The rebellious life of Mrs. Rosa Parks by Jeanne Theoharis


Crusader for justice: federal judge Damon J. Keith by compiled, written, and edited by Peter J. Hammer and Trevor W. Coleman ; forward by Mitch Albom


Dave Bing: a life of challenge by Drew Sharp


A gentleman of color: the life of James Forten by Julie Winch


Twelve years a slave by Solomon Northup ; introduction by Ira Berlin ; general editor, Henry Louis Gates, Jr. ; foreword by Steve McQueen

African-American Musicians and Music

Celebrate African American history month by reading about African American music and musicians. 

We shall overcome: the story of a song by written by Debbie Levy ; illustrated by Vanessa Brantley-Newton

Harlem's little blackbird by Renée Watson ; illustrated by Christian Robinson

Hey, Charleston!: the true story of the Jenkins Orphanage Band by Anne Rockwell ; illustrated by Colin Bootman

Charlie Parker played be bop [kit] by Chris Raschka

Bessie Smith and the night riders by Sue Stauffacher ; illustrated by John Holyfield

12 Years a Slave

Set in the antebellum United States, the new film 12 Years a Slave is based on the true story of Solomon Northrup, a free black man from upstate New York who is abducted and sold into slavery. The film stars Chiwetel Ejiofor, Benedict Cumberbatch, Paul Giamatti, and Brad Pitt. For more reading:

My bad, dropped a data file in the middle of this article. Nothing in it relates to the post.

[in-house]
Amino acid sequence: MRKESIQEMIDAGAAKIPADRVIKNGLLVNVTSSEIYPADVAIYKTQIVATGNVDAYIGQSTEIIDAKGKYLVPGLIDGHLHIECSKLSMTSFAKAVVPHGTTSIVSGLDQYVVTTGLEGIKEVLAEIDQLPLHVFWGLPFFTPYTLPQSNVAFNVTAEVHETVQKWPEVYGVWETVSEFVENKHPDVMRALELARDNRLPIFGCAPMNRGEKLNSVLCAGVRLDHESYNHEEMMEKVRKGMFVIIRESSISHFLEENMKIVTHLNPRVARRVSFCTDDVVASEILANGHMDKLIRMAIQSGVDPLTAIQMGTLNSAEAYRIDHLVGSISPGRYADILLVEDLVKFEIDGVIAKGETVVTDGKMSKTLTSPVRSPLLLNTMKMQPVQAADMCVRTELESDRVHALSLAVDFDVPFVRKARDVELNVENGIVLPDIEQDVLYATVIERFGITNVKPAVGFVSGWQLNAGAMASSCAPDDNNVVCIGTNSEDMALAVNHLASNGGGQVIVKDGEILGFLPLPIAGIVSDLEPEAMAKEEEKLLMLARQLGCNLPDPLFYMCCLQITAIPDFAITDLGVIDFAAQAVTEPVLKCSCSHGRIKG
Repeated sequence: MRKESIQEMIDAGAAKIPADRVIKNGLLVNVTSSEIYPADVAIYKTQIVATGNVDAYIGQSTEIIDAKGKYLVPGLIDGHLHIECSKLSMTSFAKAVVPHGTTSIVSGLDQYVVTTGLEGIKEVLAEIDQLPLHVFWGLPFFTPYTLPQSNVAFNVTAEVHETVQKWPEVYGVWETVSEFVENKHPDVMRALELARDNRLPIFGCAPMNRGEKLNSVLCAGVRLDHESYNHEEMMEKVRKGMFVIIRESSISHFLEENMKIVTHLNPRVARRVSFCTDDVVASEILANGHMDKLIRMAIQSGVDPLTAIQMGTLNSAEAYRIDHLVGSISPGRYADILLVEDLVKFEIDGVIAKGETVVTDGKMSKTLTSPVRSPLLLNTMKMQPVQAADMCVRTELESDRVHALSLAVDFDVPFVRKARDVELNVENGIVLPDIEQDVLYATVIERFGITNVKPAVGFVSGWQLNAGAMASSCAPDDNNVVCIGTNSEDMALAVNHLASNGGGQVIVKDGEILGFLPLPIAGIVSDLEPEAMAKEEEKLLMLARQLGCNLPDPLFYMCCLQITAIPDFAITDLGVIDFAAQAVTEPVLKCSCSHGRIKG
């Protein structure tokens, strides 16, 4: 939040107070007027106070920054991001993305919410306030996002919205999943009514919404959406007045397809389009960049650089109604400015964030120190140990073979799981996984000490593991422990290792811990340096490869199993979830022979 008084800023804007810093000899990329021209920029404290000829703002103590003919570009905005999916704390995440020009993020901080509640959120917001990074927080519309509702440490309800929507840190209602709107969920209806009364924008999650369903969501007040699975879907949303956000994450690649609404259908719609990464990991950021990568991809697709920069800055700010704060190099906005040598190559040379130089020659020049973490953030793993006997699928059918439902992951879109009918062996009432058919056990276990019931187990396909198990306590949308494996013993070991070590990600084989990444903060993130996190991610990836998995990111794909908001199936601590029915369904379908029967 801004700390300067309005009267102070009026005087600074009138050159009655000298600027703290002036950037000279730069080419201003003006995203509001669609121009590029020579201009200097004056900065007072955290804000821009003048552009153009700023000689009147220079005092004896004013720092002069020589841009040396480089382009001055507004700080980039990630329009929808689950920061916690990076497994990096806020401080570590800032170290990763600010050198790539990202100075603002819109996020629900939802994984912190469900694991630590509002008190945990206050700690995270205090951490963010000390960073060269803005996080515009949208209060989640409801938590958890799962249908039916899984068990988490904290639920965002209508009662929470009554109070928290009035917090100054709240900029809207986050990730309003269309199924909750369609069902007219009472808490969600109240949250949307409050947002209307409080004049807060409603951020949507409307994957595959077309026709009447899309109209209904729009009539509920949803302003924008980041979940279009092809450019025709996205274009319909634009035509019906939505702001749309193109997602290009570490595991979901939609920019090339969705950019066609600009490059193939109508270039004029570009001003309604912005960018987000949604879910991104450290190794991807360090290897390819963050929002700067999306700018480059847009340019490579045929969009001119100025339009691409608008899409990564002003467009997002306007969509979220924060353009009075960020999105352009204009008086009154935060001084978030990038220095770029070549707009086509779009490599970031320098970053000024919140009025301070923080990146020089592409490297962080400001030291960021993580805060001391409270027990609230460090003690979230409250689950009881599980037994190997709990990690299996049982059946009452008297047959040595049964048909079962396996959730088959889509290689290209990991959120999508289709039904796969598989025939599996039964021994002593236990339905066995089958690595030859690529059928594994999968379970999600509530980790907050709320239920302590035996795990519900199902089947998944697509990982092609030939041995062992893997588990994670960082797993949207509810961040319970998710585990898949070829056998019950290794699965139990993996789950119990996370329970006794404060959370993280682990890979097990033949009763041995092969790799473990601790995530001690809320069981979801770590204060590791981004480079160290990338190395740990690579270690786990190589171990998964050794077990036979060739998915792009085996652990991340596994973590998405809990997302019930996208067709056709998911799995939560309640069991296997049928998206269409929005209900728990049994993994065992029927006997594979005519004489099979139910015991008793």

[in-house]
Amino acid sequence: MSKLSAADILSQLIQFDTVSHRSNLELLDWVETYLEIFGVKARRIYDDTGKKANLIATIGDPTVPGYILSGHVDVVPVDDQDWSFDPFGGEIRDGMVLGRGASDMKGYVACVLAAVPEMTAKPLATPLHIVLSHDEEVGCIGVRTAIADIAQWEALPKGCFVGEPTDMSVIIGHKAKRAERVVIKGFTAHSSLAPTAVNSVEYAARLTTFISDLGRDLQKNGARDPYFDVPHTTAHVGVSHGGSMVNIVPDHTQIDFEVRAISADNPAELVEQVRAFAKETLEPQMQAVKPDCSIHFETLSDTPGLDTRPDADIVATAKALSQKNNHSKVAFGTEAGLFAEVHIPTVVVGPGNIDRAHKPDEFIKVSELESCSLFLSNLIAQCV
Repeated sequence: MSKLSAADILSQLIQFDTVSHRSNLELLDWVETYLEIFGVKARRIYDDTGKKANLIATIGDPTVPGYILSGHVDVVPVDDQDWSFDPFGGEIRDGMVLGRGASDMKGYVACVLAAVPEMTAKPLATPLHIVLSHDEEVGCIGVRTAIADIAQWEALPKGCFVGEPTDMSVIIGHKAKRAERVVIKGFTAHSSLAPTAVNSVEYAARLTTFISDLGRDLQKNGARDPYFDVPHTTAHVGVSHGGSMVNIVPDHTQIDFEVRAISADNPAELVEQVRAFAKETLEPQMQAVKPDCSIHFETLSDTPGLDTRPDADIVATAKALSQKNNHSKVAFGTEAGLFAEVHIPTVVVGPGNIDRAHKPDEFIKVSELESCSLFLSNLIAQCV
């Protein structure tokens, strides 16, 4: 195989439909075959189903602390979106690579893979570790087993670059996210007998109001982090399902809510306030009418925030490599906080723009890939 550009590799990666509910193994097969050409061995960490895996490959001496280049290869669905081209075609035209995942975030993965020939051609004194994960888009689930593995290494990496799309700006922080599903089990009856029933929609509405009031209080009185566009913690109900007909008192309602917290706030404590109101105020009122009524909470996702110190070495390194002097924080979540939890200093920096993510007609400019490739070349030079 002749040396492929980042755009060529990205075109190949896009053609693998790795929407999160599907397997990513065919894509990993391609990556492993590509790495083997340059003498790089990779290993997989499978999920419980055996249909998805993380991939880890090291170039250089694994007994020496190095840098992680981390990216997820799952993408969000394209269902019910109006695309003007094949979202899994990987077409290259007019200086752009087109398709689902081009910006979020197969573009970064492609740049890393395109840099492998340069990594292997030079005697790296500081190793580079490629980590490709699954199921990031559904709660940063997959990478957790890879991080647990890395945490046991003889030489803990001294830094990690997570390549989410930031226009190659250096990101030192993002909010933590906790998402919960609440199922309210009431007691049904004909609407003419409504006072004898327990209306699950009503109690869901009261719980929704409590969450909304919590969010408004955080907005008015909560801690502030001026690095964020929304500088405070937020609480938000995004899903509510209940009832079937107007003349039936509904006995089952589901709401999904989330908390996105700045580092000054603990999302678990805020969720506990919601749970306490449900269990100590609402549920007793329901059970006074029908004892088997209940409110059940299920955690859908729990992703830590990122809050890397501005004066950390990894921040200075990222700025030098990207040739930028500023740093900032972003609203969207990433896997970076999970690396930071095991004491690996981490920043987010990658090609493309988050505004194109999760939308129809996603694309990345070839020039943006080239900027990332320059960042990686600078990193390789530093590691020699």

The classic slave narratives by edited and with an introduction by Henry Louis Gates, Jr

Bullwhip days

Celia, a slave by Melton A. McLaurin

Harriet Jacobs: a life by Jean Fagan Yellin

The life and adventures of Henry Bibb: an American slave by Henry Bibb ; with a new introduction by Charles J. Heglar

Documentaries for Black History Month

American Experience: The Abolitionists by Artist Not Provided — Men and women, black and white, Northerners and Southerners, poor and wealthy, these passionate anti-slavery activists fought  in the most important civil rights crusade in American history. Part of the PBS series American Experience.


Africans in America [videodisc]: America's journey through slavery by produced for PBS by WGBH Boston — The story of slavery's birth in the early 1660s through the onset of thr Civil War. Narrated by Academy Award nominee Angela Bassett.


4 little girls [videodisc] by an HBO documentary film in association with 40 Acres and a Mule Filmworks production ; a Spike Lee Joint — When a bomb tore through the basement of a black Baptist church in Birmingham, Alabama on September 15, 1963, it took the lives of four young girls. This powerful documentary captures a time, a place, and a way of life that would be forever altered by their deaths. Directed by Spike Lee.

Philosophy: The Best of 2011-2013